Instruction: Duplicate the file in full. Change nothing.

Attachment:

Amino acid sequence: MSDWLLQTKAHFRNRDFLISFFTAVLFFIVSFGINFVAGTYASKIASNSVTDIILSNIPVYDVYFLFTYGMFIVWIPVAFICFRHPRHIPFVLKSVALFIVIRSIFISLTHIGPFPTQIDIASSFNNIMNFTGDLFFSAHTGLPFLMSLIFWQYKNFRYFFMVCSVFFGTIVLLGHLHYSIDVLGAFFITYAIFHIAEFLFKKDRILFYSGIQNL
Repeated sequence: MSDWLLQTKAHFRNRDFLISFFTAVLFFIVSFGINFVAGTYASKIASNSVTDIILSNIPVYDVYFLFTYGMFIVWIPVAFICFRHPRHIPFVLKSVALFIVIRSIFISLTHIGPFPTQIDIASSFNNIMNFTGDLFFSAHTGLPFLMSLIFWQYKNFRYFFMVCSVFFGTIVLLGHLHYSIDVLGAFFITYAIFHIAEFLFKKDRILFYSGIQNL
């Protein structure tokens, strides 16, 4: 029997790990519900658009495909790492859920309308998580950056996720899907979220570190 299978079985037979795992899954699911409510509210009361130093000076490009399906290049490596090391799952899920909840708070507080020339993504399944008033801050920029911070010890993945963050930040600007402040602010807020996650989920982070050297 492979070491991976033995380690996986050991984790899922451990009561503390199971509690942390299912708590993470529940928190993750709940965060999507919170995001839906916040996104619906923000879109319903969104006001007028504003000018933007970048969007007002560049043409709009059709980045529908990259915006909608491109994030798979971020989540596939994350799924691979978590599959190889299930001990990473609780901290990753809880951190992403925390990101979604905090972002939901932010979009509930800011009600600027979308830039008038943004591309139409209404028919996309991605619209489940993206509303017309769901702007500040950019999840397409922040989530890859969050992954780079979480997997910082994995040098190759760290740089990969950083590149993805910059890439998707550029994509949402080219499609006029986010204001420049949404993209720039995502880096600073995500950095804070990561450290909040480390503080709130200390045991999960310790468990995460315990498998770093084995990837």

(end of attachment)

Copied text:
Amino acid sequence: MSDWLLQTKAHFRNRDFLISFFTAVLFFIVSFGINFVAGTYASKIASNSVTDIILSNIPVYDVYFLFTYGMFIVWIPVAFICFRHPRHIPFVLKSVALFIVIRSIFISLTHIGPFPTQIDIASSFNNIMNFTGDLFFSAHTGLPFLMSLIFWQYKNFRYFFMVCSVFFGTIVLLGHLHYSIDVLGAFFITYAIFHIAEFLFKKDRILFYSGIQNL
Repeated sequence: MSDWLLQTKAHFRNRDFLISFFTAVLFFIVSFGINFVAGTYASKIASNSVTDIILSNIPVYDVYFLFTYGMFIVWIPVAFICFRHPRHIPFVLKSVALFIVIRSIFISLTHIGPFPTQIDIASSFNNIMNFTGDLFFSAHTGLPFLMSLIFWQYKNFRYFFMVCSVFFGTIVLLGHLHYSIDVLGAFFITYAIFHIAEFLFKKDRILFYSGIQNL
């Protein structure tokens, strides 16, 4: 029997790990519900658009495909790492859920309308998580950056996720899907979220570190 299978079985037979795992899954699911409510509210009361130093000076490009399906290049490596090391799952899920909840708070507080020339993504399944008033801050920029911070010890993945963050930040600007402040602010807020996650989920982070050297 492979070491991976033995380690996986050991984790899922451990009561503390199971509690942390299912708590993470529940928190993750709940965060999507919170995001839906916040996104619906923000879109319903969104006001007028504003000018933007970048969007007002560049043409709009059709980045529908990259915006909608491109994030798979971020989540596939994350799924691979978590599959190889299930001990990473609780901290990753809880951190992403925390990101979604905090972002939901932010979009509930800011009600600027979308830039008038943004591309139409209404028919996309991605619209489940993206509303017309769901702007500040950019999840397409922040989530890859969050992954780079979480997997910082994995040098190759760290740089990969950083590149993805910059890439998707550029994509949402080219499609006029986010204001420049949404993209720039995502880096600073995500950095804070990561450290909040480390503080709130200390045991999960310790468990995460315990498998770093084995990837």